After being arrested in Turkey, back in 2007The Ukrainian hacker that participated in what many consider to be the biggest identity theft scam of all times has been sentenced to 30 years in prison, in Turkey. Despite causing losses of millions of dollars worldwide, he went to trial and was arrested for hacking several Turkish banks.
Maksym Yastremskiy, aka “Maksik,” is a 25-years old hacker, born in Ukraine. He has been specializing in selling credit cards and other financial information on the black market. Authorities estimate that his illegal activities during the years have resulted in millions of dollars being lost to fraud.
Maksik was also part of the gang who hacked into the wi-fi networks of several major U.S. retail chains. Eleven persons, of multiple nationalities, have been charged for conspiring to the attack that compromised over 40 million credit and debit cards. The hackers exploited weaknesses in the WEP technology, used by the stores to encrypt electronic payment data transmitted over their wireless network.
The identity thieves instrumented drive-by attacks, and successfully penetrated into the networks of OfficeMax, Barnes & Noble, Boston Market, Sports Authority, Forever 21, DSW, BJ’s Wholesale Club, T.J. Maxx, and Marshall’s. The sniffed credit card information was then sold on the underground market. A few months ago, a network administrator from New York was also charged for assisting the gang of hackers and providing some of the tools they had used.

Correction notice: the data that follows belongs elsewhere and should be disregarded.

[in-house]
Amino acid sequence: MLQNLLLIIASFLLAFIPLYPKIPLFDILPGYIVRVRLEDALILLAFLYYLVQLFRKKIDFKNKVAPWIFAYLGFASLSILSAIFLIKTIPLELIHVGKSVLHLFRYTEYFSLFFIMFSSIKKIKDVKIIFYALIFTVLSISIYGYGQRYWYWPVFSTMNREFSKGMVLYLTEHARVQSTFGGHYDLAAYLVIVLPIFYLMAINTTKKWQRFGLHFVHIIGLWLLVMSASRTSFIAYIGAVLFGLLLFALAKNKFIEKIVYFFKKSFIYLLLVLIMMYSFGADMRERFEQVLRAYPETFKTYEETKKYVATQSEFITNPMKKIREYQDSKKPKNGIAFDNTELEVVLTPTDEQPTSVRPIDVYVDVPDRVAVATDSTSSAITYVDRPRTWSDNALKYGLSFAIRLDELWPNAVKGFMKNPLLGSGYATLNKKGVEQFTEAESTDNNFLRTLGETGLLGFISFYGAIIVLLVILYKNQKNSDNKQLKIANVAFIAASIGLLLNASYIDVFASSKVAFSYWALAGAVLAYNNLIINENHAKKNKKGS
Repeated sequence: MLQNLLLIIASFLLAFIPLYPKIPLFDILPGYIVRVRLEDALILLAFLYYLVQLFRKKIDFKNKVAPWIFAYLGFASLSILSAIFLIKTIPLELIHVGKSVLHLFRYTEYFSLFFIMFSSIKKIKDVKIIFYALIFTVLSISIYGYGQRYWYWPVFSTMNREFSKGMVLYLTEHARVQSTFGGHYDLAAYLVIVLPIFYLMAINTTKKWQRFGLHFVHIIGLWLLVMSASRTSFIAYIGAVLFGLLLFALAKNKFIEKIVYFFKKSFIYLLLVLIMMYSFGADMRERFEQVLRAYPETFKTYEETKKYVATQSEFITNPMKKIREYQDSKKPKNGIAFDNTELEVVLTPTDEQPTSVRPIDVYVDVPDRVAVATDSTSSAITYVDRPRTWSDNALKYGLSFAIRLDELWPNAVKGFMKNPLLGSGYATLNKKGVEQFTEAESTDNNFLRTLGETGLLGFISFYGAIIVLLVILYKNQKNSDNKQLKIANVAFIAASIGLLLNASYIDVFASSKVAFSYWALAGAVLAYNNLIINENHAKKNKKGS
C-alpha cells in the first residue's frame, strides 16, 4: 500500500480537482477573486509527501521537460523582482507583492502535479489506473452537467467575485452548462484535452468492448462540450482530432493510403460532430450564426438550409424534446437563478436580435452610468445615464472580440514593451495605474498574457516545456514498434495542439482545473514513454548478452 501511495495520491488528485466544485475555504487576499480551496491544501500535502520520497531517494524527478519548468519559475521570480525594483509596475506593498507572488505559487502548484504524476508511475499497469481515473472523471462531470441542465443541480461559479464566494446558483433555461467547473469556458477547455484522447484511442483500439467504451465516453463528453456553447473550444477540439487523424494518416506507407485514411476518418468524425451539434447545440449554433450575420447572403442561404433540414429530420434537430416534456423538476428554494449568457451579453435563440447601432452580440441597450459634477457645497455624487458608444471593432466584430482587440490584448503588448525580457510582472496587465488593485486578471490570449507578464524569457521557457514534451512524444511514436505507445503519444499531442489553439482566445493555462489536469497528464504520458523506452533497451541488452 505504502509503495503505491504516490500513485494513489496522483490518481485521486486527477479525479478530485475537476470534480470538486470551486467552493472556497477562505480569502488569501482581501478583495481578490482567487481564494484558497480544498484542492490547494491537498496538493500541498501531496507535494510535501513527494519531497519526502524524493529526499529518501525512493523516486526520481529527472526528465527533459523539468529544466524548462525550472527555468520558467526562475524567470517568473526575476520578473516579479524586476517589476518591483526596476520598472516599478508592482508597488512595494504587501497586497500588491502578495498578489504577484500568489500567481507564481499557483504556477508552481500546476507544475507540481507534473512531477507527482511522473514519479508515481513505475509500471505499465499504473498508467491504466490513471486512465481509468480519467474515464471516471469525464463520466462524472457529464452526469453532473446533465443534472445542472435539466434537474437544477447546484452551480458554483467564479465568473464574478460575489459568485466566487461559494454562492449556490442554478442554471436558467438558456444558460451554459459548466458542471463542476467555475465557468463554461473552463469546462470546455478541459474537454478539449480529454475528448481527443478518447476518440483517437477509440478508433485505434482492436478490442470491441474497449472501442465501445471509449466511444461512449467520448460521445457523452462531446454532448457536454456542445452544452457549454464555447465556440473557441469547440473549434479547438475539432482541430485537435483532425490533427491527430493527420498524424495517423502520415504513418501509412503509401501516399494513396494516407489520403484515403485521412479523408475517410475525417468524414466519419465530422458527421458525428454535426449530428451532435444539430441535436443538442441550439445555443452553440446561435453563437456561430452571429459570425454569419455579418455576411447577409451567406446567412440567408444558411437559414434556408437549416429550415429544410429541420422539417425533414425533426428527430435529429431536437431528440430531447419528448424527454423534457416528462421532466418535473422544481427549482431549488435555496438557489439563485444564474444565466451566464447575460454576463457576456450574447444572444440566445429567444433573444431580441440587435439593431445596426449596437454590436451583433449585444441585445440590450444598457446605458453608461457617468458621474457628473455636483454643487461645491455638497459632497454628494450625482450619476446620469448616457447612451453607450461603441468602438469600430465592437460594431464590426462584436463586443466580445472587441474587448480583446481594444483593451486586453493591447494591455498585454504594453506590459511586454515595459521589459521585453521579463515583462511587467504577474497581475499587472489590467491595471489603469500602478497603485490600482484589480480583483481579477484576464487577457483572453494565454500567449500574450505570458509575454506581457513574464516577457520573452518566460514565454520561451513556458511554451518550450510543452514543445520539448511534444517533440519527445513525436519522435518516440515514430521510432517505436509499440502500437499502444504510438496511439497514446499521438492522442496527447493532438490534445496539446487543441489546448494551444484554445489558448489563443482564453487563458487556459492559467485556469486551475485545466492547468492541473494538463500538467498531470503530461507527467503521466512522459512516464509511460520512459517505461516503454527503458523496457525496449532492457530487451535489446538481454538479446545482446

Yastremskiy was arrested by local authorities back in July 2007, while partying in a night club in Kemer, Turkey. However, he wasn't charged for the incident in the U.S., but for hacking into several local Turkish banks. “Thirty years is, of course, a very severe prison sentence for anyone to receive, and one that should give some people reason to reflect,” Graham Cluley, senior technology consultant for Sophos points out.
The security researcher issues a warning to anyone involved in cyber-crime, outlining the risks of engaging in such activities. “Stop now. The rewards for cyber-crime can sometimes be large, but you are at risk of ruining the rest of your life – and causing years of misery for your family and friends,” he writes. “You may think your chances of being caught are small, but there are more and more convictions happening all the time, and the authorities are getting better than ever at co-operating at an international level,” he adds.